The opening session of the California Legislature begins this month with over a third — 48 out of 120 — of the members being fresh faces.
Term limits has guaranteed a constant flow of new blood to our state’s lawmaking process. Generally this is good news for taxpayers as these newly elected representatives are likely to feel more allegiance to the grass roots voters who elected them than do the jaded veterans. For lobbyists for special interests this changeover is bad news because they will have to begin a new campaign of indoctrination of the neophytes.
Recently political strategist Dan Schnur summed up the workings of the system this way "Every freshman class comes to Sacramento thinking that they’re going to change the way business gets done here. What usually happens though is that Sacramento ends up changing them."
For those who don’t know the drill — how a system can seduce the well-intentioned into collaboration — David Lean’s classic Oscar winning film "The Bridge on the River Kwai" is recommended viewing. In this fictionalized account of British POWs in Southeast Asia during WW II Alec Guinness portrays the senior British commander who initially resists demands that he help the Japanese army construct a railroad bridge over the River Kwai. By the end of the film he has become so caught up in building a bridge he sees as a monument to the ingenuity of his men and himself that he dies trying to prevent its destruction by Allied commandos.
Does this happen in real life? A few years back one newly elected lawmaker returned to her district after two months in Sacramento to address a chamber of commerce breakfast meeting. Included in her remarks reporting on Sacramento was a telling statement that she couldn’t believe how nice the lobbyists are.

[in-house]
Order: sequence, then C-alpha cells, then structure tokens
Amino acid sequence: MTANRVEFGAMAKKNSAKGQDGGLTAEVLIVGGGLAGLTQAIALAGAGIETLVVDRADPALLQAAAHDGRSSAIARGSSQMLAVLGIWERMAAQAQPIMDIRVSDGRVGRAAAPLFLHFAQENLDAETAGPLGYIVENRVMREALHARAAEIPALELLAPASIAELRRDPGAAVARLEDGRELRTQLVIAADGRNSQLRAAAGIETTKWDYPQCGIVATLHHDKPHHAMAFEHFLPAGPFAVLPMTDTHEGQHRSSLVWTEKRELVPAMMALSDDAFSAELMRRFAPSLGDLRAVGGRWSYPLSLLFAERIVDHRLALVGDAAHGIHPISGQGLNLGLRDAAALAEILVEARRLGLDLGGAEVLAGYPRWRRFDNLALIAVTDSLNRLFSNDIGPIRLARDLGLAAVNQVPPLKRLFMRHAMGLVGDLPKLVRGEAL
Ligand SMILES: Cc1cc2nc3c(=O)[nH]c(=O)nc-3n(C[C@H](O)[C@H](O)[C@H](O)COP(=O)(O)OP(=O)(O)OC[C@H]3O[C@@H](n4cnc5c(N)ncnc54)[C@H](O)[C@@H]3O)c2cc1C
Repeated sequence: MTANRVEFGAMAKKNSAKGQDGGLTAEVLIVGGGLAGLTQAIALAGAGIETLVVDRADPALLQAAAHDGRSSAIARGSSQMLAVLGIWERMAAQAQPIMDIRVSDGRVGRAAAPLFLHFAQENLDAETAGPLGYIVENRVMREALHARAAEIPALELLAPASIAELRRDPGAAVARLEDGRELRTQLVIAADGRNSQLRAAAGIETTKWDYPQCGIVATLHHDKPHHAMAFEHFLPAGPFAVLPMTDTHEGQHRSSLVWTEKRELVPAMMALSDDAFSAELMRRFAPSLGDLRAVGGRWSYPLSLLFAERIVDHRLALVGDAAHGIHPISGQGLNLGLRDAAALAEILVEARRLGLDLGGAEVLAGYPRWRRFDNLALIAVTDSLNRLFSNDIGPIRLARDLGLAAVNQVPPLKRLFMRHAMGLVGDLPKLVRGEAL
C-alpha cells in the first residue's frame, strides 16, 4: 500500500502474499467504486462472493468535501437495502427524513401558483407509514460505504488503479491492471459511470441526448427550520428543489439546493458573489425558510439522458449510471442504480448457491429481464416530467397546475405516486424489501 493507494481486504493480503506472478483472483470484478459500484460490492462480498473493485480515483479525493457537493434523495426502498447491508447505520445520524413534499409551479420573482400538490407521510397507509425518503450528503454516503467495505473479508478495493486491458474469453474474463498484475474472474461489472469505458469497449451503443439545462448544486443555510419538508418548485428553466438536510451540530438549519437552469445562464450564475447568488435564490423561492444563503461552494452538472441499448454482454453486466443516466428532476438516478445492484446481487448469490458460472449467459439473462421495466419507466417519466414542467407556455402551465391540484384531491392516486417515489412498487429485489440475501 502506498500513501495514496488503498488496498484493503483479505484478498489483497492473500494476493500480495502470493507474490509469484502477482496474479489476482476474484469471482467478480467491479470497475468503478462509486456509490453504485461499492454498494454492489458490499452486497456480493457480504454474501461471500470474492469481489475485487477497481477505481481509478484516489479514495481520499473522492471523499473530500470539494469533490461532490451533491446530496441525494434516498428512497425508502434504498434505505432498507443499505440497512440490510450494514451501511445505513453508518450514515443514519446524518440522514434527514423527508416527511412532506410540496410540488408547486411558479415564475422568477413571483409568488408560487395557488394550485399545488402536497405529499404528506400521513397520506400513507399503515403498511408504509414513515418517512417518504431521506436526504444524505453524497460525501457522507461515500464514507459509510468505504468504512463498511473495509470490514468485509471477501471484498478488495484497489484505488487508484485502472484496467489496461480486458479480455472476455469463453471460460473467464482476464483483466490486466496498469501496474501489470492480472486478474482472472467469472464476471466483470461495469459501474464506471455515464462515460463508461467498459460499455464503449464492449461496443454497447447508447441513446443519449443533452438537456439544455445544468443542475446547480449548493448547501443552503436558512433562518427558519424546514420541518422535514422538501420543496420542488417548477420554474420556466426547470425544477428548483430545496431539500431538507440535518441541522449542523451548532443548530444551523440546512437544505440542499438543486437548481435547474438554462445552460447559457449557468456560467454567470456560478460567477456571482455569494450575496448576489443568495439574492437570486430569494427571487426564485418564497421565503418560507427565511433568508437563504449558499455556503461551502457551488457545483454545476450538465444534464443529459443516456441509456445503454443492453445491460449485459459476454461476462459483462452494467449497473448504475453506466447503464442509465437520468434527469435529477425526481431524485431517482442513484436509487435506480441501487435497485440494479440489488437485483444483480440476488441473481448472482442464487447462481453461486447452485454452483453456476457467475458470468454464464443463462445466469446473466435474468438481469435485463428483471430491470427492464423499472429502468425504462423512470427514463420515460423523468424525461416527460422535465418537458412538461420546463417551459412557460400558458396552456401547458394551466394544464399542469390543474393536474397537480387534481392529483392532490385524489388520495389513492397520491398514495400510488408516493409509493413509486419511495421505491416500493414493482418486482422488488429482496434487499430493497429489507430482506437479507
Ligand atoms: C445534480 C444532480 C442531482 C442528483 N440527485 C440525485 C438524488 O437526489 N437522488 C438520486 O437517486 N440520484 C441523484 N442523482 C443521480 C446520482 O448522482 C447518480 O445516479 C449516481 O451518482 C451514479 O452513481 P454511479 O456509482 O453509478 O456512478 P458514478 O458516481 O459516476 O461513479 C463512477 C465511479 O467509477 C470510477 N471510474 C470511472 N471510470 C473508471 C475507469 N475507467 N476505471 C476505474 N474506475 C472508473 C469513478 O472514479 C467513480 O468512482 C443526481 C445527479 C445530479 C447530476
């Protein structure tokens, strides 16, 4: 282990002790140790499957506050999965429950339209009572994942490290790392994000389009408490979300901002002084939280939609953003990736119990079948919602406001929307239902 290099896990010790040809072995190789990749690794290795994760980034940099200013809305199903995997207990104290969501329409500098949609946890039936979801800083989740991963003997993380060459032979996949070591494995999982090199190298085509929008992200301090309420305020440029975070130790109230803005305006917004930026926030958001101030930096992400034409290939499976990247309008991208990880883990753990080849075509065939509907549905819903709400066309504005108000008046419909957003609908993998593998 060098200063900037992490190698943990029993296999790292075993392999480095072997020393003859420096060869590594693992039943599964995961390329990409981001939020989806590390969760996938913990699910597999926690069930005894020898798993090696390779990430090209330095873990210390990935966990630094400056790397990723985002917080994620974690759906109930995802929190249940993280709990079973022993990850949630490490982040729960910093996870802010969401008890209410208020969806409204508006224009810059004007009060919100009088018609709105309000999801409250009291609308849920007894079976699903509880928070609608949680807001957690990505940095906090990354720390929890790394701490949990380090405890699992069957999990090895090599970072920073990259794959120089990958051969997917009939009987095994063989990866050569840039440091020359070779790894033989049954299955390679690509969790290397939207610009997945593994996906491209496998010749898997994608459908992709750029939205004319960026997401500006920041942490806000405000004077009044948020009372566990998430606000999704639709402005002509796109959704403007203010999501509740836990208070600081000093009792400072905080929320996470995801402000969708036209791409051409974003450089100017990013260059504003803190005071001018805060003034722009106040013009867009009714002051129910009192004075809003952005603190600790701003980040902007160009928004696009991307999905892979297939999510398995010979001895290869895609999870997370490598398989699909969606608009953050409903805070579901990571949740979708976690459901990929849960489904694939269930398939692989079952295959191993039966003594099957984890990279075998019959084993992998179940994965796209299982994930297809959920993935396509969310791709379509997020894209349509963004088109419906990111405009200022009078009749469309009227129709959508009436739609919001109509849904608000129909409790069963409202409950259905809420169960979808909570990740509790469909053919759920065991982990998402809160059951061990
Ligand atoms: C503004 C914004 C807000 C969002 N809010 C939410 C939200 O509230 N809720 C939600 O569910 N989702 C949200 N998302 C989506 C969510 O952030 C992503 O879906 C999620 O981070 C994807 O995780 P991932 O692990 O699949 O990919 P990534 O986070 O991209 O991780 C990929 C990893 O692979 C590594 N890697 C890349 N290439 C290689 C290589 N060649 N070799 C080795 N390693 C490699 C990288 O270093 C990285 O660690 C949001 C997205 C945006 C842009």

Lawmakers new to the Capitol will find that everyone greets them warmly as if they were old friends. They will be recognized in the hallways acknowledged on their birthdays and birthday or not provided with a constant stream of small gifts like tickets to sold-out concerts or sporting events. They will receive invitations to desirable resort locations to confer on various policy issues which will include opportunities for fine dining tennis and golf at no personal expense.
In short they will be embraced with constant kindness. But this attention will not be from the voters who sent them to Sacramento. It will come from the permanent denizens of nearby office buildings special interest lobbyists the most successful of whom are oozing with charisma and salesmanship.
Sadly many of the freshman lawmakers will succumb to believing that they have been elected to carry out the wishes of their new "friends" and that their election is an opportunity to build their own noble "monument" to their stature and achievements. The concerns of those "shortsighted parochials" back home will be relegated to the back burner as an annoyance to be kept at bay with self-aggrandizing press releases and a program of well-financed campaign literature often made possible by the lobbyists they now serve.
Taxpayers may be as naive as new lawmakers but we still hold out hope that some of these representatives will be guided by conscience and character and continue to recognize their obligation to the folks who gave them the honor of representing them. We don’t necessarily expect or want dramatic headline-grabbing policy initiatives — these are more often than not intended to guarantee a political legacy rather than secure the common good. Many of us would be happy just to know that new lawmakers and old respect taxpayers who must work so hard to pay the state’s bills.
Jon Coupal is president of the Howard Jarvis Taxpayers Association — California’s largest taxpayer organization — which is dedicated to the protection of Proposition 13 and promoting taxpayers’ rights.
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